Survey: 59% Japanese support smacking ban
TOKYO (The Japan News/ANN) - About 60 per cent of people support a legal ban on physically punishing children, according to a recent Yomiuri Shimbun survey.
Fifty-nine percent of those polled favored the idea of legally prohibiting parents from physically punishing their children, while 24 percent opposed such a ban.
The nationwide poll was conducted from Friday to Sunday in connection with bills submitted to the current Diet session by the government to revise the Child Abuse Prevention Law and other legislation.
In all age groups, figures for respondents in favor of the ban exceeded those against.
The outcome of the survey pointed to some differences among age groups in the degree of support for the ban. The percentage of pollees aged 18 to 29 who supported the ban stood at somewhat less than 70 percent, while that for respondents in their 30s to 60s was somewhere in the 50 percentage range, and 60 percent for those aged 70 or older.
Meanwhile, the approval rating for the Cabinet of Prime Minister Shinzo Abe stood at 50 percent, nearly unchanged from 49 percent in a similar survey conducted from Feb. 22 to 24. The disapproval rate was 35 percent, down from 40 percent in the previous poll.
According to the latest survey, 17 percent of the respondents said they think there has been an improvement in the economy under the Abe Cabinet, compared with 22 percent in a December 2018 poll. Seventy-three percent of the pollees said they do not think the economy has recovered, compared with 70 percent in the December survey.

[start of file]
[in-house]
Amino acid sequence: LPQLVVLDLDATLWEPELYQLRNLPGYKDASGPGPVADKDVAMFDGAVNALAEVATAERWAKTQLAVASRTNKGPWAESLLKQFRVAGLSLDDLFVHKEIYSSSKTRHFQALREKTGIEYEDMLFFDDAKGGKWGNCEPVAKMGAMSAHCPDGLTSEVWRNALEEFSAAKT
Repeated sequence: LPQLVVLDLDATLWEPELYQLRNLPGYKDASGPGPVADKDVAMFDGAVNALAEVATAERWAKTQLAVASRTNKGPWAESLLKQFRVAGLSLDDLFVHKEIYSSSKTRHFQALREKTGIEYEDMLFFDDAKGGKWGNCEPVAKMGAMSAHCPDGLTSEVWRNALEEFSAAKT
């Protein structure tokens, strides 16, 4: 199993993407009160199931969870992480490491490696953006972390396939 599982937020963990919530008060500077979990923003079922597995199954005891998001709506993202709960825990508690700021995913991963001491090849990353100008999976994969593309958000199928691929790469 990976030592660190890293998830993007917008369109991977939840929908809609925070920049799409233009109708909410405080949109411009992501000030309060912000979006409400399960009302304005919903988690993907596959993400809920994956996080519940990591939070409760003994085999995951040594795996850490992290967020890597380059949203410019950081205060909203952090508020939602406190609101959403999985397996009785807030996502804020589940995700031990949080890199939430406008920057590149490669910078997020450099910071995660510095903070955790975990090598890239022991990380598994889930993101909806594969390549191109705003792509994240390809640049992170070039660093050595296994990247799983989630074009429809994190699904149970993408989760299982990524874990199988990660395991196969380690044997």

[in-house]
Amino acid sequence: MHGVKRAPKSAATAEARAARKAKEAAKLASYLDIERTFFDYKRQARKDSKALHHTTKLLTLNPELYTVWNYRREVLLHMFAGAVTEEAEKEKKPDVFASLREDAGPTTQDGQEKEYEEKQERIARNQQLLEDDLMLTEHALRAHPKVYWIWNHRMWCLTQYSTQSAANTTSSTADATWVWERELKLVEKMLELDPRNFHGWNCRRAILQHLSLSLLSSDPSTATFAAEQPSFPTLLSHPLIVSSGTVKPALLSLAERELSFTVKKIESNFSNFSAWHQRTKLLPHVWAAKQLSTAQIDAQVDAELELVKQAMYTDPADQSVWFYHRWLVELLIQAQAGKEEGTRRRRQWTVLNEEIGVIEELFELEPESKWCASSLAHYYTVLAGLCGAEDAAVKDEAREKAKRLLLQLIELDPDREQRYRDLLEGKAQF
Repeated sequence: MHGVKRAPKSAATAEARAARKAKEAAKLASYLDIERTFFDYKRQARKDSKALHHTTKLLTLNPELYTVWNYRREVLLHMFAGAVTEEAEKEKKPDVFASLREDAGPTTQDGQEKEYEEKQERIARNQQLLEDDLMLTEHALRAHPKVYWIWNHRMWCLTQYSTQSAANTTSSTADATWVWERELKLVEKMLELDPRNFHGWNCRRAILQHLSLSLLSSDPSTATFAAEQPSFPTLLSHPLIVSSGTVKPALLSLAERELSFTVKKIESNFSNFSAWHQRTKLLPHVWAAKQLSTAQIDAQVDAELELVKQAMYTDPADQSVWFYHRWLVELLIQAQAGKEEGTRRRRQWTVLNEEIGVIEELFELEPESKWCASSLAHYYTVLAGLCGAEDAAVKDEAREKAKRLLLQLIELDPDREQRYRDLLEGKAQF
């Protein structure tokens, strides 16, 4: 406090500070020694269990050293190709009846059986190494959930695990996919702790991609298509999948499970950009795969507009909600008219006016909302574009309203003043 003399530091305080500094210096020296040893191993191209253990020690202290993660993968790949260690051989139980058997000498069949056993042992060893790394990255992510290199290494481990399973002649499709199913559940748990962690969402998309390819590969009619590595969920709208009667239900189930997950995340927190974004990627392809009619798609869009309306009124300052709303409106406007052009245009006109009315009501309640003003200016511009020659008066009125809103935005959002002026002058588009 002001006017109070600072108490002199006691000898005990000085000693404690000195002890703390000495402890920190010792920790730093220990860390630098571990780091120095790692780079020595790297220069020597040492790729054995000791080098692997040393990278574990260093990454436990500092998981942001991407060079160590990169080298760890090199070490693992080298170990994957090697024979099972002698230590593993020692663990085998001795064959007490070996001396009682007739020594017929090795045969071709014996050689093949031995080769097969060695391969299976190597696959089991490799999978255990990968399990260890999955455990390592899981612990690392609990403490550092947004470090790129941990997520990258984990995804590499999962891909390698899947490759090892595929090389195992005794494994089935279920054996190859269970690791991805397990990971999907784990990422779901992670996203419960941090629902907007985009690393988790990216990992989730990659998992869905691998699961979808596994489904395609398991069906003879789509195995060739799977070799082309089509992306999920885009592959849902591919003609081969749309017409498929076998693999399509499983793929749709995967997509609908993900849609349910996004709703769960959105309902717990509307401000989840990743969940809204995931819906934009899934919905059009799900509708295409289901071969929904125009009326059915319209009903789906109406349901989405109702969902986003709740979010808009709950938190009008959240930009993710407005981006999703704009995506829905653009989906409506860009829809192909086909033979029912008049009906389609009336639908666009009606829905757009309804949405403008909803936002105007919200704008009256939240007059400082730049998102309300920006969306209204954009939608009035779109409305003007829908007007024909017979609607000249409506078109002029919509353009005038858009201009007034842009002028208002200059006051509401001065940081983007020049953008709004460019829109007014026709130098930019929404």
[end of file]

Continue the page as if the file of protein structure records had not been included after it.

The latest survey included a question on an idea that has been floated within the LDP in recent weeks: the possibility of Abe leading the LDP for a fourth term. Asked whether Abe should be allowed to continue serving as prime minister even after completing his current third term as LDP leader in September 2021, 51 percent said he should not, while 35 percent said he should be allowed to.
Among respondents supporting the ruling parties, 56 percent said Abe should be permitted to continue serving in the position of prime minister, with 31 percent saying he should not be allowed to.
LDP regulations state a party president is allowed to serve in that position for up to three consecutive terms lasting for nine years.
Abe has denied that there is a possibility he will serve as LDP leader for a fourth consecutive term.
The survey also addressed a question concerning whether the international community should use dialogue or pressure in the effort to resolve North Korea’s nuclear and missile problems. Forty-five percent of respondents favored pressure, somewhat higher than the 41 percent of those favoring dialogue.
The same question was asked in a survey conducted in July last year: 46 percent favored dialogue, with 45 percent favoring for pressure.
These figures compare with the outcome of a survey conducted in June last year after the first U.S.-North Korea summit meeting — dialogue was chosen by 48 percent of respondents, with 39 percent favoring pressure.